The EA has been divided into two different Decision Notices (DNs) and Findings of No Significant Impact (FONSIs).  The Appellant has submitted a separate Notice of Appeal for the “Decision Notice #2 and FONSI.”  When the Appellant refers to the “Proposed Action” in this document, we are referring to the Decision as outlined in the “Decision Notice #1 and FONSI.”  The alternatives analyzed in the EA, therefore, include the following as it pertains to the Decision Notice #1 and FONSI: Alternative A (no action), Alternative B (thin 149 acres of matrix land and 88 acres of riparian reserve, the Proposed Action, subject to this appeal), Alternative C (thins 149 acres of matrix land, reopens but does not build roads), and Alternative D (thins 149 acres of matrix land, reopens but does not build roads).


The Appellant believes Forest Supervisor Gary Larsen’s DN and FONSI are in error and not in accordance with the legal requirements of the National Environmental Policy Act (NEPA), 42 U.S.C.4321 et seq. and its implementing regulations; The National Forest Management Act (NFMA) 16 U.S.C. 1600 et seq. and its implementing regulations; the Administrative Procedures Act, 5 U.S.C. § 706; the Mt. Hood Forest Plan (MHLRMP); and the Forest Service Manual.




Purpose & Need Is Not Justified


The Decision Notice states the purpose of logging is to:

1) Increase health and vigor and enhance growth that results in larger wind firm trees;

2) Enhance and/or restore biological diversity by variable density thinning;

3) Provide forest products consistent with the Northwest Forest Plan goal of maintaining

the stability of local and regional economies now and in the future;

4) Enhance riparian reserves by accelerating the development of mature and late-

successional stand conditions.  (EA sec. 2.2).


The very premise of logging is that the forests targeted are in fact unhealthy.  The EA supports this with one sentence in section 4.2.1, which describes the existing condition, “Currently the stands identified for thinning are overcrowded, causing reduced growth and the potential for increased mortality.”  While the Forest Service experts’ opinions are entitled to deference, the agency may only rely on expert opinion where the agency discloses the underlying data that serves as the basis for that opinion.  Idaho Sporting Congress v. Thomas, 137 F.3d at 1150; 40 C.F.R. § 1502.24 (the agency “shall identify any methodologies used and shall make explicit reference by footnote to the scientific and other sources relied upon for conclusions” in the EA).  In addition to not disclosing the underlying data that supports this assertion, in section 4.3.1 the EA clearly contradicts this assertion, “Failure to space trees early in their life can have consequences lasting the life of the timber stand.  Most of the Collawash plantations were precommercially thinned at approximately 15 to 20 years of age and are now between 45 and 50 years of age.  In most units, another thinning would be desirable in 15 to 30 years [emphasis added]; it would be sooner in stands that had closer spacing in the first thinning and later in stands thinned to a wider spacing.”  The EA does not go on to explain why these units must be thinned now, as opposed to waiting 15 to 30 years.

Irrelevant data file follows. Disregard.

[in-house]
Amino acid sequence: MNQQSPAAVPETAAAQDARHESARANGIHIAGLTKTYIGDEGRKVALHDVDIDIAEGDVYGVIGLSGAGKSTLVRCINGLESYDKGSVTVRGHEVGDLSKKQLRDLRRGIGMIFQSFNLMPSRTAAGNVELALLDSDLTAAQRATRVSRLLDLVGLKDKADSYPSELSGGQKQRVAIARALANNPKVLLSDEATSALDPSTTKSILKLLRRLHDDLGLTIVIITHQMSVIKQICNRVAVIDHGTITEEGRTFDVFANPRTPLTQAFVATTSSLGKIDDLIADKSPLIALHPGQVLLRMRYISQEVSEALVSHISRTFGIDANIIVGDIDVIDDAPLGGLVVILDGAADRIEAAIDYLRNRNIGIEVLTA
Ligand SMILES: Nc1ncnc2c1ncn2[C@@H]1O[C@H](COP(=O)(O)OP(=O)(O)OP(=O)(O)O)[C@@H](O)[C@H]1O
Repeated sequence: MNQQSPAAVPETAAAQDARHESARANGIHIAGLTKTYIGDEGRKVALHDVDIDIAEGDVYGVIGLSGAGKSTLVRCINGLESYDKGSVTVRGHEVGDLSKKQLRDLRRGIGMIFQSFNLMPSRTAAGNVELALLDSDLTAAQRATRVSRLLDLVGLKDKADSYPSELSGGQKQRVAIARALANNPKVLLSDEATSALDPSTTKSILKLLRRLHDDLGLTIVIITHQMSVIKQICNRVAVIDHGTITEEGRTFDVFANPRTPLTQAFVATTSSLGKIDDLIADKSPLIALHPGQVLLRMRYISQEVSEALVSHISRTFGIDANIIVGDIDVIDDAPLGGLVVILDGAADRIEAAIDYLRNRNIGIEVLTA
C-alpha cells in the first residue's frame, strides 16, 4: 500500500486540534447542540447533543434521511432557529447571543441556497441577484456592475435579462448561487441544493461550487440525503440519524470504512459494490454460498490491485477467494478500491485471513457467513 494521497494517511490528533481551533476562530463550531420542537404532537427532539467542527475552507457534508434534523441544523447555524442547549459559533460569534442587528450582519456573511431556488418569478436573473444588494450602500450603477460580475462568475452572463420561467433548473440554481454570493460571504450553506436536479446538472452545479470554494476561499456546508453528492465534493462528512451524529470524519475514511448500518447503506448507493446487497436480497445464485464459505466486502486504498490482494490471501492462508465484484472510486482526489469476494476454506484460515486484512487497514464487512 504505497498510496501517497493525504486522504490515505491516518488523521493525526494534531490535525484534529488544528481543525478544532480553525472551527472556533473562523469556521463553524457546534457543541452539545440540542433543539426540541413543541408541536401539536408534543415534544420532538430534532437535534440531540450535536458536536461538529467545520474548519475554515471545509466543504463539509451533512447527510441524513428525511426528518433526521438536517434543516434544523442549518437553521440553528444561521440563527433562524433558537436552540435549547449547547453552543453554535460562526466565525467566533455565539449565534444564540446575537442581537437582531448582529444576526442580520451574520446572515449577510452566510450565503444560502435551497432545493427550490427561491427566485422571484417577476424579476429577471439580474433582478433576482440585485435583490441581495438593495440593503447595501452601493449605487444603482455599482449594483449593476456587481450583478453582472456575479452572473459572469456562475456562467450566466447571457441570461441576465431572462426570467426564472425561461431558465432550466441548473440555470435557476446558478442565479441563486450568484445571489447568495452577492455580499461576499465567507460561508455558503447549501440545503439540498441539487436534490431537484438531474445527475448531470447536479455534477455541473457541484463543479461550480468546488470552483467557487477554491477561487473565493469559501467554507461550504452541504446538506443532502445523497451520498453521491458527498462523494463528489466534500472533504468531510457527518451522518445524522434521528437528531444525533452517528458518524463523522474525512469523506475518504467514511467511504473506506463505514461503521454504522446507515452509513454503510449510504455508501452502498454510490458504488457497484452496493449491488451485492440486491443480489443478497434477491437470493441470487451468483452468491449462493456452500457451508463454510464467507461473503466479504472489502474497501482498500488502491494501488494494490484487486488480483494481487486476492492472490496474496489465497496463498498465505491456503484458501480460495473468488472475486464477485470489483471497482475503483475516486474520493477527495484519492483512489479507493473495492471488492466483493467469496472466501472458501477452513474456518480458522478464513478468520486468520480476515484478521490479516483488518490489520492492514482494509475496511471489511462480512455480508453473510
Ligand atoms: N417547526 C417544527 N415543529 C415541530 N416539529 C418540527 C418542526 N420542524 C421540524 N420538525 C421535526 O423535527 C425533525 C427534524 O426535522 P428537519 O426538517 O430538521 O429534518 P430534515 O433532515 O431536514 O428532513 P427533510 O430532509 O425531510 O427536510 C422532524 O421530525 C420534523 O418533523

Text Box: PHOTO 2: Canopy opening in Unit 3 associated with mid-seral development.
Text Box: PHOTO 1: Unit 3, displaying undergrowth (vine maple, fir seedlings) associated with mid-seral development.
The Pacific Northwest Science Update “Restoring Complexity: 2nd Growth Forests & Habitat Diversity” states that “crowded trees are tall but skinny; little vegetation grows on the forest floor” (4).  Most of the Collawash units we explored had a rich diversity of life on the forest floor as well as other characteristics of a mature forest including course woody debris, snag development, and a mid-level canopy. There was much Oregon grape, vine maple, and rhodendrum.  In many units this forest does not fit into the description of an impaired plantation stand that might benefit from human intervention.  The EA maintains that, “Currently the stands identified for thinning are overcrowded, causing reduced growth and the potential for increased mortality” (EA sec 4.2.1).  This affirmation is in opposition to our observations, the Collawash Hot Springs Watershed Analysis (CHSWA), and subsequent sections of the EA.  The CHSWA’s executive summary insists that the Forest Service should “focus restoration silvicultural projects in Riparian Reserve early seral stages” (CHSWA, 1-4).  Forests at mid seral stages are not fit for thinning for two reasons.  First, they do not respond as positively to thinning as early seral forests because “as stands mature they reach an age at which thinning may not result in the same growth response that would be expected in younger stands” (EA, p. 39).  Second, their ability to function as dispersal corridors for late seral species is highly ambiguous (CHSWA, 3-31).  If mid seral stands can fulfill functions similar to late seral stands, thinning would generate much more ecological trauma than enhancement.  The plantations designated for this project are mid seral stands and have already reaped the benefits from thinning at an early age.  See Photos 1, 2.  Thinning projects in these stands should be immediately aborted and instead directed toward early seral growth.